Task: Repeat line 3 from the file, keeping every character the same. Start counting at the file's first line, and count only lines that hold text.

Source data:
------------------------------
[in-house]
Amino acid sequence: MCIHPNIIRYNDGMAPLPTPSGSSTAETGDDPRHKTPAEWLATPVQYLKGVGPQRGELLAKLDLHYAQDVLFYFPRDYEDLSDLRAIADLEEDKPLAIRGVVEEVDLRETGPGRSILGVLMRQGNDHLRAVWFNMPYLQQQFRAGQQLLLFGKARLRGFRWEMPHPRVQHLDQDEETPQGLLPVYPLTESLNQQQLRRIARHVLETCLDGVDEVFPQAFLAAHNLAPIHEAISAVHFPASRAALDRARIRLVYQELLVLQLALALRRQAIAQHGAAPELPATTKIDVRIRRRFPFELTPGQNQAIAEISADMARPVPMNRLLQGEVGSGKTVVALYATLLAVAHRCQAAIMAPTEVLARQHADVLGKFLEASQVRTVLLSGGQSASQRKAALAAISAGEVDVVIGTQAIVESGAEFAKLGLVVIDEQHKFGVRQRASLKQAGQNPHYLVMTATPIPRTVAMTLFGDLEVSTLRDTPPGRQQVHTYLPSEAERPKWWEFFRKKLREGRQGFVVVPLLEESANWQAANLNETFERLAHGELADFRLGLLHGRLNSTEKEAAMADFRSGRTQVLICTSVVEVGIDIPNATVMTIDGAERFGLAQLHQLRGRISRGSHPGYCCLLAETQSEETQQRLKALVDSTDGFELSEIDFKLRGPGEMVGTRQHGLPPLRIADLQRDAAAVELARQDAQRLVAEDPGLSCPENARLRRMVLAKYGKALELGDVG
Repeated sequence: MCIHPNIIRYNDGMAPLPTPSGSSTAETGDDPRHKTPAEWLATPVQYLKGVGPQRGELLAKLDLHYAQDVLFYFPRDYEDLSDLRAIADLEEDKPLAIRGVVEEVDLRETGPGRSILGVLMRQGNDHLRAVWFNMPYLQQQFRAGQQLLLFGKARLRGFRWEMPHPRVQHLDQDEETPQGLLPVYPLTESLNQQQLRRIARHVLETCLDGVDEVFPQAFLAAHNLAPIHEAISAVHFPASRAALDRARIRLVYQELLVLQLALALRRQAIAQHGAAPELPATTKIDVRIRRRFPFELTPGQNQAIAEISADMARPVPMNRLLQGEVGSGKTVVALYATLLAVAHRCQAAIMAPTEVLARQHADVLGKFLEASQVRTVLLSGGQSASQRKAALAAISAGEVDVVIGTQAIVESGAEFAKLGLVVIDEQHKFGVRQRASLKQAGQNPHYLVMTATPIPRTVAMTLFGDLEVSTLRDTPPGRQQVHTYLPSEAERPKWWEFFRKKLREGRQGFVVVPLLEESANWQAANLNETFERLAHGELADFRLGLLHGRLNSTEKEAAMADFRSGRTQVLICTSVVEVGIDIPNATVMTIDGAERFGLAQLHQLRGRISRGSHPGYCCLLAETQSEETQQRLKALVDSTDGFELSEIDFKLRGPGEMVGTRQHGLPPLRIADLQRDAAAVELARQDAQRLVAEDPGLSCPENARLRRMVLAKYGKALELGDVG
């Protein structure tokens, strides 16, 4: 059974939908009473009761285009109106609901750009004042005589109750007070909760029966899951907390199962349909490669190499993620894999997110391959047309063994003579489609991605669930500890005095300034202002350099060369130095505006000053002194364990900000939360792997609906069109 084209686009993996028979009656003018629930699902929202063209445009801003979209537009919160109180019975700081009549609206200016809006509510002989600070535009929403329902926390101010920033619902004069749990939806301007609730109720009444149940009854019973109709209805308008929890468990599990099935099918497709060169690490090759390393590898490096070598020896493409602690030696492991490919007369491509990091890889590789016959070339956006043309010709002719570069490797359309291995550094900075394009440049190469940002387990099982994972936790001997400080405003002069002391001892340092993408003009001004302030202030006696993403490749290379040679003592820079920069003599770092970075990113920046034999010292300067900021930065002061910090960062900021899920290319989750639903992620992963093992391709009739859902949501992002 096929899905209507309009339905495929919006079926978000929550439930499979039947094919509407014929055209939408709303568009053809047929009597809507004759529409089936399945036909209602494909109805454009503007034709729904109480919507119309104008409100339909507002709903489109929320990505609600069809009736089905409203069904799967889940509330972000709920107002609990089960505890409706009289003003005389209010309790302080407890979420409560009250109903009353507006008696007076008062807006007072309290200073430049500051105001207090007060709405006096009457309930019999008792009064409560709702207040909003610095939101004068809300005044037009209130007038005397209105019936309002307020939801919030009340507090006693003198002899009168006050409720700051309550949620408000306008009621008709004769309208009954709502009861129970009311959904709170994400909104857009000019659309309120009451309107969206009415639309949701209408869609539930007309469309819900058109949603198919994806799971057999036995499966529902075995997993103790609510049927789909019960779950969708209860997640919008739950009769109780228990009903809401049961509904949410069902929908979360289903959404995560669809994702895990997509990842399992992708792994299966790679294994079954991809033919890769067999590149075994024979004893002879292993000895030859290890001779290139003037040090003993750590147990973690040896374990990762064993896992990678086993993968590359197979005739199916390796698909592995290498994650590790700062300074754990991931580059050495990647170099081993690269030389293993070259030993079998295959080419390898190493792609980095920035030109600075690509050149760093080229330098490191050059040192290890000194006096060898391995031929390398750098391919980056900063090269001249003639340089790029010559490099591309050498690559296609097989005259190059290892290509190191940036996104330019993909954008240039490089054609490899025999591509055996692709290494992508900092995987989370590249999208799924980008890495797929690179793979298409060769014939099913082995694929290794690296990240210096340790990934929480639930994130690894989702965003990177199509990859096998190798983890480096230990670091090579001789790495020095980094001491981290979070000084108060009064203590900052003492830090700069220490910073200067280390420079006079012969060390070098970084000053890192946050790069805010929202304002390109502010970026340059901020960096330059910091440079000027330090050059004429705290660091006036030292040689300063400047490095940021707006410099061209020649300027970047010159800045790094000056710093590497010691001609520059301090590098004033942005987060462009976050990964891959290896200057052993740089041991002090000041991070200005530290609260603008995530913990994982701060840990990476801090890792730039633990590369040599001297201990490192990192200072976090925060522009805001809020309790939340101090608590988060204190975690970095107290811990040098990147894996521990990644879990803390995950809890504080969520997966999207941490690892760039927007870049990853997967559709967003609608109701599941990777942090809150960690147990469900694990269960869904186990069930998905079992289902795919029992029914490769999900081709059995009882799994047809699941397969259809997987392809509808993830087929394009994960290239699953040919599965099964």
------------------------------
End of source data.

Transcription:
Repeated sequence: MCIHPNIIRYNDGMAPLPTPSGSSTAETGDDPRHKTPAEWLATPVQYLKGVGPQRGELLAKLDLHYAQDVLFYFPRDYEDLSDLRAIADLEEDKPLAIRGVVEEVDLRETGPGRSILGVLMRQGNDHLRAVWFNMPYLQQQFRAGQQLLLFGKARLRGFRWEMPHPRVQHLDQDEETPQGLLPVYPLTESLNQQQLRRIARHVLETCLDGVDEVFPQAFLAAHNLAPIHEAISAVHFPASRAALDRARIRLVYQELLVLQLALALRRQAIAQHGAAPELPATTKIDVRIRRRFPFELTPGQNQAIAEISADMARPVPMNRLLQGEVGSGKTVVALYATLLAVAHRCQAAIMAPTEVLARQHADVLGKFLEASQVRTVLLSGGQSASQRKAALAAISAGEVDVVIGTQAIVESGAEFAKLGLVVIDEQHKFGVRQRASLKQAGQNPHYLVMTATPIPRTVAMTLFGDLEVSTLRDTPPGRQQVHTYLPSEAERPKWWEFFRKKLREGRQGFVVVPLLEESANWQAANLNETFERLAHGELADFRLGLLHGRLNSTEKEAAMADFRSGRTQVLICTSVVEVGIDIPNATVMTIDGAERFGLAQLHQLRGRISRGSHPGYCCLLAETQSEETQQRLKALVDSTDGFELSEIDFKLRGPGEMVGTRQHGLPPLRIADLQRDAAAVELARQDAQRLVAEDPGLSCPENARLRRMVLAKYGKALELGDVG